The Society for Social Work and Research

2013 Annual Conference

January 16-20, 2013 I Sheraton San Diego Hotel and Marina I San Diego, CA

Speaking up in the Face of Difficult Situations: The Role of Emotional Intelligence, Social Intelligence, and Multicultural Competence

Friday, January 18, 2013: 10:30 AM
Marina 6 (Sheraton San Diego Hotel & Marina)
* noted as presenting author
Dnika J. Travis, PhD, Senior Director, Research, Catalyst, New York, NY
Purpose: Each day individuals make decisions to speak up or remain silent at work in the face of ethical dilemmas, interpersonal conflicts, or emotionally-charged situations.  As examples:
  • A caseworker wants to reach out to teenage members of an ethnic group that he has no prior exposure to, yet is afraid of doing so for fear of inadvertently saying something insulting, or worse, appearing prejudiced.
  • A newly promoted manager has an idea on how to make an everyday work practice more efficient, but fears that if she brings it up, her supervisor will regard her as a complainer.

As depicted in these scenarios, the worker senses that a change is warranted yet remains silent. This is not an uncommon phenomenon. Milliken, Morrison, and Hewlin (2003) reported that 85 percent of individuals disclosed being silent about work-related concerns. Considering this, what skills are needed to speak up in the face of difficult situations? This study seeks to advance understanding of the impact of three distinct and interrelated skill sets that enhance one’s tendency to speak up in difficult situations.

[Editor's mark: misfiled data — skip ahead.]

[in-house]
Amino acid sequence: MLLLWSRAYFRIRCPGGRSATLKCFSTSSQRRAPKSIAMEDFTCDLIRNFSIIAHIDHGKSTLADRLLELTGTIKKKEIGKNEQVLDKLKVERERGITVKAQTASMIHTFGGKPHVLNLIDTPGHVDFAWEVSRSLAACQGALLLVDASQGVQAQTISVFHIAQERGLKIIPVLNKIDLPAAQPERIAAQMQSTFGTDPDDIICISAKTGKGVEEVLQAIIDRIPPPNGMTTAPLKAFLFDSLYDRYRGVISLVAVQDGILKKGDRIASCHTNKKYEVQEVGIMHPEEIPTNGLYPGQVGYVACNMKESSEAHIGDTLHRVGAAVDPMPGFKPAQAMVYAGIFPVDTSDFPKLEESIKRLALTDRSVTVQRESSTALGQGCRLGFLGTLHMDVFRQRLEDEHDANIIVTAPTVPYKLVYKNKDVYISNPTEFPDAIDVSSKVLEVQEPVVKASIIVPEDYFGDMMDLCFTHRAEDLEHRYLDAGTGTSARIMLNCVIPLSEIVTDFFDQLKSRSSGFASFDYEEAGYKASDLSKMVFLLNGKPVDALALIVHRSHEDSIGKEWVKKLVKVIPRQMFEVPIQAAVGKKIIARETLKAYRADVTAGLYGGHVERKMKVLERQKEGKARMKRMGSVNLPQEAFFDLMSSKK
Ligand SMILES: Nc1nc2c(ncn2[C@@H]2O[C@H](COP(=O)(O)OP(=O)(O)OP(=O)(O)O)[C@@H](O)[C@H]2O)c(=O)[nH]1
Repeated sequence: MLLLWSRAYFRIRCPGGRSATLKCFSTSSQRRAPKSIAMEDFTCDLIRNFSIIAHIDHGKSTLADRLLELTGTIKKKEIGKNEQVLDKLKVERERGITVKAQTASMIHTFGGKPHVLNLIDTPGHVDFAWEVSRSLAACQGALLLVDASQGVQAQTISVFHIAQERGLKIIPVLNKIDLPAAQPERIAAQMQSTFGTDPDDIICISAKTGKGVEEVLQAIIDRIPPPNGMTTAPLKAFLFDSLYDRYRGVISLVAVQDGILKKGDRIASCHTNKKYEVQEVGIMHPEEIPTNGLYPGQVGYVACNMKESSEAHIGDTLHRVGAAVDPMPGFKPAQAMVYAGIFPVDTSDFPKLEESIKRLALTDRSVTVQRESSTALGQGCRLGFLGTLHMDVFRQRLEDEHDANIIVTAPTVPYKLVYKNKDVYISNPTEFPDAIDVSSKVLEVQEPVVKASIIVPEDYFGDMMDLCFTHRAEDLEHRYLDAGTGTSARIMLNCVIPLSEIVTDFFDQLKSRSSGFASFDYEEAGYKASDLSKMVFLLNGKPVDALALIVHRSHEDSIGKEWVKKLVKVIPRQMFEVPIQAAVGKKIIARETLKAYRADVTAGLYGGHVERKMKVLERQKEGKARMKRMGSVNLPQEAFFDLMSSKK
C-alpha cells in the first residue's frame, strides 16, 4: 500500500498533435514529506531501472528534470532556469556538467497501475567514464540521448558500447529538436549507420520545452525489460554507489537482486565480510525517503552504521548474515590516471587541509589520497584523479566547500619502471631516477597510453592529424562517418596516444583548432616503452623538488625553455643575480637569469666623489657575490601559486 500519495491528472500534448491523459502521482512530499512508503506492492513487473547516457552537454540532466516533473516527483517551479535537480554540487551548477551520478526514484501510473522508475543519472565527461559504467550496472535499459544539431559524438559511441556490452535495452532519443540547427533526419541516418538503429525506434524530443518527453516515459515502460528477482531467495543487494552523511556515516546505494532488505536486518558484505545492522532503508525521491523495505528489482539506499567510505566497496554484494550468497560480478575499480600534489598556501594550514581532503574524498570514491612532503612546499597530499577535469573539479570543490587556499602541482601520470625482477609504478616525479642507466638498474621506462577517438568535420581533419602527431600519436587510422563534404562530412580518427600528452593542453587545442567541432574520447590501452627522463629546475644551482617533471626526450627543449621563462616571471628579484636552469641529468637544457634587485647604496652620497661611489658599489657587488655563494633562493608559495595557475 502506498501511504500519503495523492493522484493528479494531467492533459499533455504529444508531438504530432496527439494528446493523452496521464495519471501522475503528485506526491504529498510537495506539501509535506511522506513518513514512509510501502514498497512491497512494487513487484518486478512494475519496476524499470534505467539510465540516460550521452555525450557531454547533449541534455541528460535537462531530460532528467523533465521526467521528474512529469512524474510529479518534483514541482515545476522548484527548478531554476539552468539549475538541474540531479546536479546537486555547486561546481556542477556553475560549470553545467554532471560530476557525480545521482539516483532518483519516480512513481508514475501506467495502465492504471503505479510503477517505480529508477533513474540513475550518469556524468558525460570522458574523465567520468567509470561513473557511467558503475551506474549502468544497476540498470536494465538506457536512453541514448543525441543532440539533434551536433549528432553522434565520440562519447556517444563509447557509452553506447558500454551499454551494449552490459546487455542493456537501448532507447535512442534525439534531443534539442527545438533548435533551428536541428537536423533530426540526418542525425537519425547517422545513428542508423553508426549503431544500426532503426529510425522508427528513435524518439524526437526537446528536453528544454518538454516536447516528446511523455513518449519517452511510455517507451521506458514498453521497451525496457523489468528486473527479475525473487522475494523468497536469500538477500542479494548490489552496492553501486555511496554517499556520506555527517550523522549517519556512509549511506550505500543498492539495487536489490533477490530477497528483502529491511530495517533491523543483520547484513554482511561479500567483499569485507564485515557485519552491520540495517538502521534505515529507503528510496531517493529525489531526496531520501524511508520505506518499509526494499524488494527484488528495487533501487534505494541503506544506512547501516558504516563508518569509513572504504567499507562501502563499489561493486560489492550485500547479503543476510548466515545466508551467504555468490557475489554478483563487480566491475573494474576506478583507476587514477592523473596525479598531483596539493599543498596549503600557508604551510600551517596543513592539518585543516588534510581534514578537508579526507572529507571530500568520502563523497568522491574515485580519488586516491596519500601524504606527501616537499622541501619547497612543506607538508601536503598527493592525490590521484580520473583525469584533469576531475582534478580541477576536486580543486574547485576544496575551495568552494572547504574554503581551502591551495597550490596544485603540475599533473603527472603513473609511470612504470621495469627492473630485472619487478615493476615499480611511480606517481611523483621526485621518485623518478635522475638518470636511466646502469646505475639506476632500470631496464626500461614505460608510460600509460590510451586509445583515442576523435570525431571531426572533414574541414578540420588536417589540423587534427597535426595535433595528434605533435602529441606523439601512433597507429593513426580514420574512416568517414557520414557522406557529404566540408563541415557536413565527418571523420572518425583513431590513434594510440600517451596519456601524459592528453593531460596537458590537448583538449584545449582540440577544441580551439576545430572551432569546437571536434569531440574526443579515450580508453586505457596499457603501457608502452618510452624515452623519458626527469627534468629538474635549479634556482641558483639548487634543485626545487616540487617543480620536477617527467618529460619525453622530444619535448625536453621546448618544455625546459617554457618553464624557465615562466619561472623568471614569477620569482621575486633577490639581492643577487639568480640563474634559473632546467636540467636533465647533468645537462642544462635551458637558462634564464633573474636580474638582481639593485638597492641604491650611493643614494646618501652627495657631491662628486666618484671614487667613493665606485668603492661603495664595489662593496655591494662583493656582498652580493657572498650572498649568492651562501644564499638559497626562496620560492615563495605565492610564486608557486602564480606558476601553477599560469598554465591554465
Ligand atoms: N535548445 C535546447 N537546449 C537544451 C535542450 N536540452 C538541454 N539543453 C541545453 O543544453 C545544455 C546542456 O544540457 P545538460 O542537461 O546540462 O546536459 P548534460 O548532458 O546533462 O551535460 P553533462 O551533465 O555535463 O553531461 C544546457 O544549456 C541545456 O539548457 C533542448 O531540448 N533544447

The study’s theory-driven model focuses on the following predictors of speaking up: (1) engagement in personal development and emotional self-management (emotional intelligence); (2) self-disclosure and generalized perspective-taking (social intelligence); and (3) ethnocultural perspective-taking and values multiculturalism (multicultural competence). In today’s globalized workforce and evolving service economies, better understanding of worker’s abilities to engage in personal growth, connect with others, and bridge differences are critical to leveraging employee voice, thus helping to foster a more just society.

Methods: This study involved a quantitative analysis of secondary, cross-sectional data of a sample of 529 Individuals working within the nonprofit (35%), public (35%), and corporate (30%) sectors. Non-probability purposive sampling was used to recruit participants.  Pre-existing scales were used that had well-established psychometric properties. As a form of structural equation modeling, path analysis using AMOS 18 was used to test the hypothesized model.

Results: The theory-driven model of speaking up yielded a good model fit (RMSEA = .000, 90% confidence interval 000 - .029, CFI = 1.00, NFI =.993). Results from the path analysis showed that engagement in personal growth (b = .097), emotional self-management (b = .139), self-disclosure (b = .126), and ethnocultural perspective-taking (b = .201) were positively and significantly related to the tendency to speak up.

Implications: Harnessing workers’ ability to speak up in the face of difficult situations offers one impetus for initiating change in organizations. Study findings draw implications for social workers in that moving beyond silence may require maximizing self-development opportunities, cultivating emotional self-management techniques, and revealing one’s thoughts, emotions, and experiences as part of relationship-building. Most notably, developing skill in ethnocultural perspective-taking—that is focused on understanding the lived experience of different ethnic or cultural groups (as opposed to generalized perspective-taking)—is uniquely valuable in motivating people to speak up as individuals see opportunities for change.